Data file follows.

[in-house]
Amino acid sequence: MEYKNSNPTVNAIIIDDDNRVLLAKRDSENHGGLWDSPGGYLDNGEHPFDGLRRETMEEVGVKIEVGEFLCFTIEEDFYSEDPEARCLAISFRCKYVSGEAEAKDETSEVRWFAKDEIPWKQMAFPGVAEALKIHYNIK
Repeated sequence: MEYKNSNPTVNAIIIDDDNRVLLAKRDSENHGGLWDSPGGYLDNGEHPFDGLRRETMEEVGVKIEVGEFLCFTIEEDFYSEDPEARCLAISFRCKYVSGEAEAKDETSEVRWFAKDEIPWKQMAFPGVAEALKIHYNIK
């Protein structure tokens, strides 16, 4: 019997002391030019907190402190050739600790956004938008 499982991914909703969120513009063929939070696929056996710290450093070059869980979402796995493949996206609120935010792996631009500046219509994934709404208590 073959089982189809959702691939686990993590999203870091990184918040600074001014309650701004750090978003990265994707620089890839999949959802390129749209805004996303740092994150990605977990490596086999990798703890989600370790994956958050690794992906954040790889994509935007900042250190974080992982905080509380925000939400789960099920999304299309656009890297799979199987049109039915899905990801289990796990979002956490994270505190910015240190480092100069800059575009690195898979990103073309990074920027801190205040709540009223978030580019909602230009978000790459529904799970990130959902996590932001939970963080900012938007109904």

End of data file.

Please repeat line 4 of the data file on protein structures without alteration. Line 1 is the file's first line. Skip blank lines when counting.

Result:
């Protein structure tokens, strides 16, 4: 019997002391030019907190402190050739600790956004938008 499982991914909703969120513009063929939070696929056996710290450093070059869980979402796995493949996206609120935010792996631009500046219509994934709404208590 073959089982189809959702691939686990993590999203870091990184918040600074001014309650701004750090978003990265994707620089890839999949959802390129749209805004996303740092994150990605977990490596086999990798703890989600370790994956958050690794992906954040790889994509935007900042250190974080992982905080509380925000939400789960099920999304299309656009890297799979199987049109039915899905990801289990796990979002956490994270505190910015240190480092100069800059575009690195898979990103073309990074920027801190205040709540009223978030580019909602230009978000790459529904799970990130959902996590932001939970963080900012938007109904």